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Pythagoras and the Doctrine of Transmigration: Wandering Souls (Continuum Studies in Ancient Philosophy) Kindle Edition

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Length: 216 pages

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Editorial Reviews

Review

"The importance of [Luchte's] new book is based on his synthetic approach to the fragmentary traces of the Pythagorean movement. The symbol of transmigration is used as a hermeneutic key which gives access to the 'family similarity' (in the sense of Wittgenstein) of Pythagoras' seemingly heterogeneous teaching on mathematics, music, cosmology, ethics, theology, and the soul. He seeks to reconstruct Pythagoras' philosophy against the background of a 'magical' concept of thinking-practice which does not simply depict a 'given' reality, but considers philosophical concepts as part of a 'way of life' (Pierre Hadot) or as tools to be used in 'spiritual exercises' (Michel Foucault)." — Johannes Hoff, University of Wales, Lampeter, UK

"Resisting mightily the lure of logical, mathematical, or scientific philosophy, Luchte offers a poetico-phenomenological exploration of the doctrine that souls migrate to another body when the old one dies, as an intimate philosophical interpretation or hermeneutics of tragic existence. His emphasis on the body and praxis in the Pythagorean bios precludes the link with Plato that so many philosophers long for. Among his topics are the emergence of mystic cults and the immortal soul, the alleged critique of Pythagoras by Parmenides, the Pythagorean divine between earth and sky, the Platonic rupture, and Plotinus and the ascent of the soul toward the one." -Eithne O'Leyne, BOOK NEWS, Inc.



James Luchte writes about Pythagorus and the theory of transmigration with a wide range of cultural reference and a Socratic sense of the important of philosophy as an activity: this is a stimulating essay on the history of ideas.
(The Anglo-Hellenic Review)

“The importance of [Luchte’s] new book is based on his synthetic approach to the fragmentary traces of the Pythagorean movement. The symbol of transmigration is used as a hermeneutic key which gives access to the 'family similarity’ (in the sense of Wittgenstein) of Pythagoras’ seemingly heterogeneous teaching on mathematics, music, cosmology, ethics, theology, and the soul. He seeks to reconstruct Pythagoras’ philosophy against the background of a 'magical’ concept of thinking-practice which does not simply depict a 'given’ reality, but considers philosophical concepts as part of a 'way of life’ (Pierre Hadot) or as tools to be used in 'spiritual exercises’ (Michel Foucault).” – Johannes Hoff, University of Wales, Lampeter, UK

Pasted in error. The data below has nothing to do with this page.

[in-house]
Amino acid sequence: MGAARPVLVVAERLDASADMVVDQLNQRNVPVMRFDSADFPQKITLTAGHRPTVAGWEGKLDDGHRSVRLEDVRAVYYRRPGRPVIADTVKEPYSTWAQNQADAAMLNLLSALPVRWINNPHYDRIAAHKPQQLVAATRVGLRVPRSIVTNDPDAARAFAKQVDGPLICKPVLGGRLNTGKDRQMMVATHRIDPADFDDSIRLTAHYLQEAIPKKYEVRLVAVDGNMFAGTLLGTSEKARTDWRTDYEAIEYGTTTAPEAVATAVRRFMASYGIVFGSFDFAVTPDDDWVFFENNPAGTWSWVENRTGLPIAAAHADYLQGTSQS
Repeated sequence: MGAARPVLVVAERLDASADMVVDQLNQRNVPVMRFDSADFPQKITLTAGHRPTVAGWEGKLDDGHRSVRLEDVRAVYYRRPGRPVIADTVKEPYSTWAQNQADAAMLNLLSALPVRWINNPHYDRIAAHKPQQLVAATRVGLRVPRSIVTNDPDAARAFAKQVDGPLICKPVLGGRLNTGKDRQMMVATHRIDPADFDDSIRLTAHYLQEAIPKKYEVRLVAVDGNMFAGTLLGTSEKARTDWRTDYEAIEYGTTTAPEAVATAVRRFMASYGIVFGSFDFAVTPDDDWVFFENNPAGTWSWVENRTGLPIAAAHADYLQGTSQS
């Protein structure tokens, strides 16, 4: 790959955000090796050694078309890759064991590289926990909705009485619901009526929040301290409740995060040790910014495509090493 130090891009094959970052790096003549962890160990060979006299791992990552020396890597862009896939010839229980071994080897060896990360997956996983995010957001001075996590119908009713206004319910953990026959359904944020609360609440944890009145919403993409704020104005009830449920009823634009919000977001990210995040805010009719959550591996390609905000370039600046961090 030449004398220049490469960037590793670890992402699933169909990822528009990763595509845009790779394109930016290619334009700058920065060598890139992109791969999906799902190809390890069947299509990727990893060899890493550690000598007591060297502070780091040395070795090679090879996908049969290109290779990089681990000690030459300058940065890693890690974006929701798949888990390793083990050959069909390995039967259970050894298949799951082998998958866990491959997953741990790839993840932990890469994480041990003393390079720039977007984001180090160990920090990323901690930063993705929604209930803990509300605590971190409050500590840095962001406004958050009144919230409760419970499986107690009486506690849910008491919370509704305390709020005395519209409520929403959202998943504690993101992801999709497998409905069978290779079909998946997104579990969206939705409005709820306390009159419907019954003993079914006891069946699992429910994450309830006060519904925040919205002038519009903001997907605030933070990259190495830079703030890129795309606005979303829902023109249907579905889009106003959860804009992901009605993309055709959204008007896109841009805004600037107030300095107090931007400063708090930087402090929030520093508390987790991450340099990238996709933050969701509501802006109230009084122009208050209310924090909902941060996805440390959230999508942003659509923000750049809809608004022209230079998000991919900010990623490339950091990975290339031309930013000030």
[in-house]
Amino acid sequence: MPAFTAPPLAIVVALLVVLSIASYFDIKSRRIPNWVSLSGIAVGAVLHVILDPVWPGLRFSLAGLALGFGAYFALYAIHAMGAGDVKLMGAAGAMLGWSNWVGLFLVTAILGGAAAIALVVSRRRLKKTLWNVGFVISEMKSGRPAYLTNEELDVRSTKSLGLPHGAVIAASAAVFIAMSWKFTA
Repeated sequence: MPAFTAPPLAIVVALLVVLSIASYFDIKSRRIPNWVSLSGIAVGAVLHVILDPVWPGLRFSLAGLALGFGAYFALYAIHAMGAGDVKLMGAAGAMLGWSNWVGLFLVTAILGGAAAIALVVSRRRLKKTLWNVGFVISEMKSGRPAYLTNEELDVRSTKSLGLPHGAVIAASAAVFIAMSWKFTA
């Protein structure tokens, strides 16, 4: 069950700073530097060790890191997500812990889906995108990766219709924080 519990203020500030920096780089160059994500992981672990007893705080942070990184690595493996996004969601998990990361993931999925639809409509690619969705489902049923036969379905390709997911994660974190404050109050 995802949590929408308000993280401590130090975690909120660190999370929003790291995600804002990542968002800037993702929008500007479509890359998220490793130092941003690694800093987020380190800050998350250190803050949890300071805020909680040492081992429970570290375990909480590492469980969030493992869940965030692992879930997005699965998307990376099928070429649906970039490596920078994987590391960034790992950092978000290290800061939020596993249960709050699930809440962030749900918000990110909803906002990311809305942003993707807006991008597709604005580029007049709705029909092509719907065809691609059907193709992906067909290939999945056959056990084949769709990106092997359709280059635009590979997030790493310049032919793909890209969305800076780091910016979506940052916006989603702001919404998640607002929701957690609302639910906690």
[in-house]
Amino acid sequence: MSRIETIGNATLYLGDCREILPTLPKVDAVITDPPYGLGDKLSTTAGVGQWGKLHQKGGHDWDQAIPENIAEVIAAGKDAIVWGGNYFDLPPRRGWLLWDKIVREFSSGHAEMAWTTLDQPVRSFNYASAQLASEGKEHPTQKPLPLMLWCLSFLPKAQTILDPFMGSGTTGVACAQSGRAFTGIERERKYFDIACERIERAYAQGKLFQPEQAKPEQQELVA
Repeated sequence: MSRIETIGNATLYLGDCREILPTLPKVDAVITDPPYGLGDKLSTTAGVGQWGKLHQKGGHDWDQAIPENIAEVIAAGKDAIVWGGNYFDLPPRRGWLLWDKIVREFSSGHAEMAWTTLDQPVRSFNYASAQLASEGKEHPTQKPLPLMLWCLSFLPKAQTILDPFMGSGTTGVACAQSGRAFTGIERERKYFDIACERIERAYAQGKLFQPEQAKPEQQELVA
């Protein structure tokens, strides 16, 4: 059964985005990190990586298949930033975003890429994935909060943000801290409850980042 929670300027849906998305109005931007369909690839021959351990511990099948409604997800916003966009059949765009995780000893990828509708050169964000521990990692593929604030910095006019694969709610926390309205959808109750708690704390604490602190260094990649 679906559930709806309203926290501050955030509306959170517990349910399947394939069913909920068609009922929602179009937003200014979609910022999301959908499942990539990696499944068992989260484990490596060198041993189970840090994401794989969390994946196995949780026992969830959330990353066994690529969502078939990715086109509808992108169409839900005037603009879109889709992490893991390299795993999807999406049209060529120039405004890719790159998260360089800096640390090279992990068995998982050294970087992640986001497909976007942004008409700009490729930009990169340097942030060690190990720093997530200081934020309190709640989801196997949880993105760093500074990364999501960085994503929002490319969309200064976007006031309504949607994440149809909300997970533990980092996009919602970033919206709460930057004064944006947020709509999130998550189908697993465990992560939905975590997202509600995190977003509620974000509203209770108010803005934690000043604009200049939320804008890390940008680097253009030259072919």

James Luchte writes about Pythagorus and the theory of transmigration with a wide range of cultural reference and a Socratic sense of the important of philosophy as an activity: this is a stimulating essay on the history of ideas.
(Sanford Lakoff)

Book Description

A highly original monograph exploring the ways in which the concept of transmigration represents the fundamental meaning of Pythagorean thought.

Product Details

  • File Size: 2028 KB
  • Print Length: 216 pages
  • Page Numbers Source ISBN: 1441131027
  • Publisher: Continuum (November 3, 2011)
  • Publication Date: November 3, 2011
  • Sold by: Amazon Digital Services, Inc.
  • Language: English
  • ASIN: B007CVWUQ2
  • Text-to-Speech: Enabled
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  • Amazon Best Sellers Rank: #2,269,650 Paid in Kindle Store (See Top 100 Paid in Kindle Store)
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More About the Author


James Luchte is a philosopher, political thinker, writer and poet who lives in Wales.

He is interested in the philosophy of existence (Marx, Nietzsche, Heidegger, Bataille and Foucault) and the role of language, action and art in the disclosure of truth.

Currently, he is writing his latest book Mortal Thought: Holderlin and Philosophy and is Visiting Professor of Philosophy at the Shanghai University of Finance and Economics.

His books include Mortal Thought: Holderlin and Philosophy (forthcoming 2016), Of the Feral Children: A Mayan Farce (2012), Early Greek Thought: Before the Dawn (2011), The Peacock and the Buffalo: The Poetry of Nietzsche (bi-lingual second edition, 2010), Pythagoras and the Doctrine of Transmigration (2009), Heidegger's Early Philosophy: The Phenomenology of Ecstatic Temporality (2008), Nietzsche's Thus Spoke Zarathustra: Before Sunrise (2008), and Kant's Critique of Pure Reason (2007). All of his scholarly works are published by Bloomsbury International Publishing.

Visit his website James Luchte: Philosophy at http://luchte.wordpress.com.

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James Luchte's "Pythagoras the Doctrine of Transmigration," subtitled "Wandering Souls," is a carefully researched and deeply poetic archaeology of the soul as the Pythagoreans almost certainly experienced it. Luchte takes the reader directly to the central Pythagorean metaphor for gaining oneness with the All--the functionally termless wandering of "each" soul through innumerable physical configurations in a partially recollected, yet largely unconscious, quest over eons to eventually acquire the totality of the experiences of all manifested entities--and thereby recover the knowledge of the Divine, the absolute Memory of the primordial Whole. By transporting the reader inside the Pythagorean mind, Luchte's account neutralizes more superficial, and sterile, renderings of who Pythagoras was and what he taught. "Pythagoras" is a riveting and haunting exploration of the twilight nature of Nature, Itself, in Luchte's mirror, thoroughly and irremediably haunted.
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